Review: ‘CASTLE FREAK’ is a Remake of a Cult Classic

Castle Freak (2020)

LATIN HORROR Castle Freak, directed by special effects makeup artist Tate Steinsiek, is a remake of the 1995 cult classic of the same name, heavily influenced by H.R Lovecraft.

1995 Original:

Co-written and directed by horror icon Stuart GordonCastle Freak, was loosely based on several multiple H.P. Lovecraft stories, including “The Outsider”, “Herbert West-Reanimator”, “The Dunwich Horror”, “The Rats in the Wall”, and “The Hound”. Other films Gordon directed or wrote which were also Lovecraft influenced, including ‘From Beyond and ‘Re-Animator‘. These Lovecraft inspired films became iconic 1980s horror cult classics.

In the original film, starring scream queen Barbara Crampton, an American family is in turmoil, after John Reilly (Jeffrey Combs), the father, caused a traumatic car crash by his drunk driving, killing their five-year-old son and blinding their teenage daughter, Rebecca (Jessica Dollarhide). John inherits an Italian castle, which unknown to the family, houses a deformed beast. As the family moves into the castle in order to liquidate the estate, the beast breaks free of its prison and terrorizes the family.

Castle Freak (2020)

2020 Remake:

In keeping with the original film, we follow Americans in a foreign county. This time, it’s a young couple John (Jake Horowitz) and Rebecca (Clair Catherine) at a castle in Albania called the Whateley Castle. John and Rebecca are a hard partying couple, get into a car crash, resulting in Rebecca going blind. John, feeling guilty for being intoxicated when causing the crash that caused Rebecca’s blindness, cares for her, with increasing resentment and anger towards her. After Rebecca’s mysterious and reclusive mother (Kika Magalhães) dies, she inherits Whateley Castle and the unholy presents within its walls. The young couple travel to the castle with the hopes of selling the castle and its assets, only to find that nothing is what it seems.

Whateley Castle is visually striking, inside and out. The classic style and size of the castle’s rooms give it a cold unwelcoming feeling. While the view from the castle to the small village and nature below, is a lovely vision of old Europe. The old-fashioned village and the isolated feeling it gives, visually resembles the small village seen in ‘Hostel.

With all of the potential that the new Castle Freak had, it disappointingly lacked, especially in focus for the plot and the characters, as well as the presentation of the beast. While the plot could have worked as either minimal or complex, the plot felt empty in the beginning and overly concentrated towards the end. The deaths and backstabbing by the cast was predictable. None of the characters were fleshed. Though other horror films (House Of 1000 Corpses and The Texas Chainsaw Massacre) had minimal character development, they were able to learn on plot, violence, or action, to keep viewers engaged. These characters didn’t have anything to rely on.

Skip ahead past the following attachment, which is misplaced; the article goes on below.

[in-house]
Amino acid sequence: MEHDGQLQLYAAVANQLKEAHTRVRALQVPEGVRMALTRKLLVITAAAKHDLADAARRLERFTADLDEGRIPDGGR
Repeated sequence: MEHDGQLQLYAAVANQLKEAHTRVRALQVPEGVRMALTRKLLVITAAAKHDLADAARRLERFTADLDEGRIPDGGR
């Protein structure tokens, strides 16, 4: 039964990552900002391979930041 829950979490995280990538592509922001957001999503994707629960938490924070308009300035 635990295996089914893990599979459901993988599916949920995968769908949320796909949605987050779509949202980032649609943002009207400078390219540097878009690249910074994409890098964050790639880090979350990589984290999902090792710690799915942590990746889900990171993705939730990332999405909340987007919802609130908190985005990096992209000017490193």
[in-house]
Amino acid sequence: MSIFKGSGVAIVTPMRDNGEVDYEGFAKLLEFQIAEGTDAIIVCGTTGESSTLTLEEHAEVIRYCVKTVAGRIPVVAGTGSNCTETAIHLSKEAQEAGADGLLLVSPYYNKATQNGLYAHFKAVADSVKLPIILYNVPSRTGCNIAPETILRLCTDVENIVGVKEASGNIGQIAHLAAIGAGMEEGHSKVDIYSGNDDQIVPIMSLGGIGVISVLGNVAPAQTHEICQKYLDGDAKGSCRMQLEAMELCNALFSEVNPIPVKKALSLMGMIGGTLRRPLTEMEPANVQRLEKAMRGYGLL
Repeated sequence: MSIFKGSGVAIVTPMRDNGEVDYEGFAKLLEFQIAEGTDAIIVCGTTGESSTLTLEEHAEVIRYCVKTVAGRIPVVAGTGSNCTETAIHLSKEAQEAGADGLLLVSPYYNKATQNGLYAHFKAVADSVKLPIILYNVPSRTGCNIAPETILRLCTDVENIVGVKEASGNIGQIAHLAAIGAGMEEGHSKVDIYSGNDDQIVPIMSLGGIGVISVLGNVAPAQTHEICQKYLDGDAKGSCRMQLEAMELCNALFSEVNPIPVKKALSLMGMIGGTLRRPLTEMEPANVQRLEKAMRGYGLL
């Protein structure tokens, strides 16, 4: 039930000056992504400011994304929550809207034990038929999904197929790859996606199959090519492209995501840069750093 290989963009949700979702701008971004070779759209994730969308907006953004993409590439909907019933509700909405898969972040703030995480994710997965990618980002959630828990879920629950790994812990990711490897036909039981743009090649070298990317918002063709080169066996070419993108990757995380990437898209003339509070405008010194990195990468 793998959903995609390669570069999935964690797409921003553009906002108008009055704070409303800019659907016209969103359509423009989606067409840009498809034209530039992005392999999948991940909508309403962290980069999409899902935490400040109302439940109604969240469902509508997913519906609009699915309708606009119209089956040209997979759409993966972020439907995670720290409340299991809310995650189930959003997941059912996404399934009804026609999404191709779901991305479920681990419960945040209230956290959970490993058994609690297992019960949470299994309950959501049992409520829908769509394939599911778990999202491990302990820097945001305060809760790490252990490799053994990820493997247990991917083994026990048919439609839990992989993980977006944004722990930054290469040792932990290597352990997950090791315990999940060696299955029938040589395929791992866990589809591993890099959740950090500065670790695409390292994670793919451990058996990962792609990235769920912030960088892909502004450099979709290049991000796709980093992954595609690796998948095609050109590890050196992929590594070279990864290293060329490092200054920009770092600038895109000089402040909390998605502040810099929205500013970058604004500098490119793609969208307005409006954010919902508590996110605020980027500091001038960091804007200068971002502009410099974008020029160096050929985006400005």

All the characters lacked in personality and chemistry, especially the relationship between Rebecca and John. They lack any connection, either positive or negative, making their relationship obsolete. The friends were used to using subplots that added more bulkiness to the plot, rather than helping create conflict and expanding the story.

While the practical effects of the monster was impressive, it would have worked to the advantage of the film, like the original film, to minimize the beast’s initial appearance on screen, to create mystery and tension. Showing too much so soon took the horror away from the beast, making it unintimidating.

Castle Freak (2020)

The best part of the film was the end, after the credits. A brief scene references Herbert West from Re-Animator. A treat for Re-Animator fans.

Although horror remakes can be tricky to make, it has the potential to become a classic itself (The Fly, 1986), or a flop (The Wicker Man, 2006). The strength of Castle Freak, is limited to the location and the Re-Animator clip. Fans of Lovecraft influenced horror should instead, stick with the classic Castle Freak. However, if you enjoy very rushed violence, with bold and extended sexual content, then this remake might interest you.

Catch ‘CASTLE FREAK‘ on Shudder and VOD & Digital HD


Castle Freak (2020)


Justina Bonilla
Justina is a Mexican-American freelance writer and journalist based in Orange County, CA. She has written for a number of publications. Currently, she is also a contributing writer for Latin Heat Entertainment. In her spare time, she volunteers as a film blog writer for the non-profit arthouse cinema, The Frida Cinema, in Santa Ana, CA. Her areas of expertise include retro pop-culture (film, music, and television), Golden Age of Hollywood, cult-films, classic horror films, Latino American cinema, Latin horror films, and the history of American rock ‘n’ roll.


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